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Storage scheme of pressurised irrigation water to farm gate

21 February 2014

Pressurised irrigation water to the farm gate with Ruataniwha Water Storage Scheme

Irrigation water available to farmers using the Ruataniwha Water Storage Scheme will be delivered to their farm gates ‘under pressure’; potentially saving each operator significant costs in on-farm infrastructure and energy costs.

The news comes as negotiations continue to move forward with joint venture OHL-Hawkins, the RWSS preferred consortia.European Contractor, Obrascon Huarte Lain (OHL) and Hawkins Infrastructure, New Zealand’s largest privately-owned construction company have joined forces for the project.

RWSS Project Manager Graeme Hansen says being able to deliver the water closer to the farm gate than initially planned and providing it ‘under pressure’ is great news for farmers and part of the ongoing ‘optimisation’ of the scheme that has continued through the design phase negotiations.

With many aspects of the scheme design now being finalised, all the financial modeling is assuming a ‘take or pay’ water price of 23 cents per cubic metre - which is within the 22-25 cents per cubic metre price outlined in the feasibility phase. There will be an additional variable energy charge at a maximum of 3 cents per cubic metre, which is only payable on actual water used in any given season. This pressurisation will minimise, and in most instances, eliminate the need for on-farm pumping infrastructure or energy costs.

Mr Hansen says through the negotiation phase there has also been optimisation and refinements of the reservoir and distribution system, which means the scheme can now reliably distribute 104 million m3 of water per year to the irrigation footprint, an improvement on the feasibility figure of 90 million cubic metres per year.

“Using its extensive expertise in dam construction, OHL-Hawkins has been able to create a significantly more comprehensive scheme, which offers additional value while still remaining within the range of the feasibility report cost estimates.”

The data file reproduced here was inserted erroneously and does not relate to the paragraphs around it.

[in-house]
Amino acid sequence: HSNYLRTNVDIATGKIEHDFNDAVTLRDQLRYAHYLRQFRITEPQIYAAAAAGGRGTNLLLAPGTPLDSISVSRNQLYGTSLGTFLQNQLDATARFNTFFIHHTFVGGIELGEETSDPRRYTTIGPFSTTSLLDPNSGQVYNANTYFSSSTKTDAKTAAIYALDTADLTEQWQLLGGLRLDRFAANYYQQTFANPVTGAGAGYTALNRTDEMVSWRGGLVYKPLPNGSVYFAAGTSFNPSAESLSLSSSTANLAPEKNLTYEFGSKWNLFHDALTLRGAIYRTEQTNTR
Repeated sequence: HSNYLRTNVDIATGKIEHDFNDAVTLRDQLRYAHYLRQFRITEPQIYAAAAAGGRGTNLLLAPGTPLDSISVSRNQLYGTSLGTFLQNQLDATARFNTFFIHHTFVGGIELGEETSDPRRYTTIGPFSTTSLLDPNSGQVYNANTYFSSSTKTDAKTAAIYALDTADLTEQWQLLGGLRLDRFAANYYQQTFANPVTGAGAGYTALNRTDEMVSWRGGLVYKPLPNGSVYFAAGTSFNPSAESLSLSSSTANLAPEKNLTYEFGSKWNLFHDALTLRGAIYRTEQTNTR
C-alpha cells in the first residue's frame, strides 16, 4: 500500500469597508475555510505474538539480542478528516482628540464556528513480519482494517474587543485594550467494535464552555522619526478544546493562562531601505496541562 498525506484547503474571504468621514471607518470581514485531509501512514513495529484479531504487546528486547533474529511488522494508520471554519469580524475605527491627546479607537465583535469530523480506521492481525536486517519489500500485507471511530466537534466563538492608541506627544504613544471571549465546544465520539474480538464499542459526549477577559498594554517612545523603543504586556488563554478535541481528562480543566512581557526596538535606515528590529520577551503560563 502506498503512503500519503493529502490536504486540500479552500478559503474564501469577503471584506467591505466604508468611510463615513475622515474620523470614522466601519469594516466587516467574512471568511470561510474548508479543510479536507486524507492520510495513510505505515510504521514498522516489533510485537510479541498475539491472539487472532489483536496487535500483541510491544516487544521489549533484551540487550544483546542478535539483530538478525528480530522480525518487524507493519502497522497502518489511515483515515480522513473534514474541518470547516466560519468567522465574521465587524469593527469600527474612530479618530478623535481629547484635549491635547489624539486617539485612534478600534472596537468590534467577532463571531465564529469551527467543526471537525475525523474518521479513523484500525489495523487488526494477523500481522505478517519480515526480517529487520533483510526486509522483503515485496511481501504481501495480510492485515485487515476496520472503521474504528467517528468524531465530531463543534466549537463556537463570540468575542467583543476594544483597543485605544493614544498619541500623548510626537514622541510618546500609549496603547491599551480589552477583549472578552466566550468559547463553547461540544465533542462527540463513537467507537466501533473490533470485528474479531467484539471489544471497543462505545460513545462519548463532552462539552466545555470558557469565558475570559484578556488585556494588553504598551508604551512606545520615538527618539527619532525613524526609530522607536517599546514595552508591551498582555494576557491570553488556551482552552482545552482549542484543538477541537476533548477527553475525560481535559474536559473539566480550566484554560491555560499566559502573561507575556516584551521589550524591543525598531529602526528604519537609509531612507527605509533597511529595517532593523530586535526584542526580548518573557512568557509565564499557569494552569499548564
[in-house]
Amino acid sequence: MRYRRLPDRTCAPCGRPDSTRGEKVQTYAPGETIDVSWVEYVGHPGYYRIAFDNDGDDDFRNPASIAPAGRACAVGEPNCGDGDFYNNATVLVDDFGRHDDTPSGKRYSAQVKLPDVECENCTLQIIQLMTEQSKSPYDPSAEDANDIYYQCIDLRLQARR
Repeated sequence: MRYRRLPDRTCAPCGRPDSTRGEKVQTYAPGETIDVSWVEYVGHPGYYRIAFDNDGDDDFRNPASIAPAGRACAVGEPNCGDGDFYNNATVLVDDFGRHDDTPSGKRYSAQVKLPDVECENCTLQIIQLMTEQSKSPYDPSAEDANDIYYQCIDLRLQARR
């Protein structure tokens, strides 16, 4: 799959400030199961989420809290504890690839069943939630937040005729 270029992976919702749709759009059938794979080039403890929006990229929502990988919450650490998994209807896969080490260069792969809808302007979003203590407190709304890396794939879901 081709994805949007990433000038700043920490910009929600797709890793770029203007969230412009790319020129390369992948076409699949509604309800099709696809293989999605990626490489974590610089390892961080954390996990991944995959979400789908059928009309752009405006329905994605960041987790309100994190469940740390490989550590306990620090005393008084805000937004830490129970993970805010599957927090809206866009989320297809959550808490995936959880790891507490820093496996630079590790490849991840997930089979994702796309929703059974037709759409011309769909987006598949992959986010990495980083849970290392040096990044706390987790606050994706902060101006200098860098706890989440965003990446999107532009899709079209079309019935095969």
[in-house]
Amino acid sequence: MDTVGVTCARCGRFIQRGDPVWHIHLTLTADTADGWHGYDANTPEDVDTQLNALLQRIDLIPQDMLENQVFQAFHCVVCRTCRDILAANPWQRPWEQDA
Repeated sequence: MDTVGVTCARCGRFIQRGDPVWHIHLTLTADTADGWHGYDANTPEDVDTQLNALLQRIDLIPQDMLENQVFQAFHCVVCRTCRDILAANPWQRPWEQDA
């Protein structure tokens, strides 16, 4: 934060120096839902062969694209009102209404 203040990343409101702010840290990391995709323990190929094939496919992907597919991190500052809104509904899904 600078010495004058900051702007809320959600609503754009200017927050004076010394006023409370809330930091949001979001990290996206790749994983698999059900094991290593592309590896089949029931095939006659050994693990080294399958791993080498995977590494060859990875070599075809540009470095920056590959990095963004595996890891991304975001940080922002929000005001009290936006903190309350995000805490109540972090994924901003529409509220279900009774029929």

Mr Hansen says further contractual discussions will continue with OHL-Hawkins through to financial close in late June, however current negotiations are in a very strong position.

OHL-Hawkins Joint Venture Bid Manager Steve Livesay says they are exceptionally proud to be involved in such a challenging and interesting project, particularly one that will mean so much to the Hawke’s Bay region.

“Our solution includes a dam designed by world experts from New Zealand, Australia and Spain, and an irrigation scheme harnessing all the best elements of recent Canterbury and Australian experience to provide the water users with an optimal cost and service level,” says Mr Livesay.

“We are conscious of the sensitivities of the Scheme and confident that we can provide a positive impact for the community once we’re underway and are very hopeful the remaining regulatory hurdles can be overcome.”

Meanwhile the Board of Inquiry - set up by the Environmental Protection Authority to hear evidence and submissions on Tukituki Plan Change 6 and RWSS resource consents - will deliver its draft decision no later than 15th April, before releasing a final decision by 28th May.

The Ruataniwha Water Storage Scheme has the potential to supply secure water for irrigated farming and horticultural uses to 25,000-30,000 hectares of land for farming, while improving the water quality and summer flows in the Tukituki River. If given approval, and once operational, the scheme is expected to create around 2,250 new jobs throughout Hawke’s Bay.

ENDS

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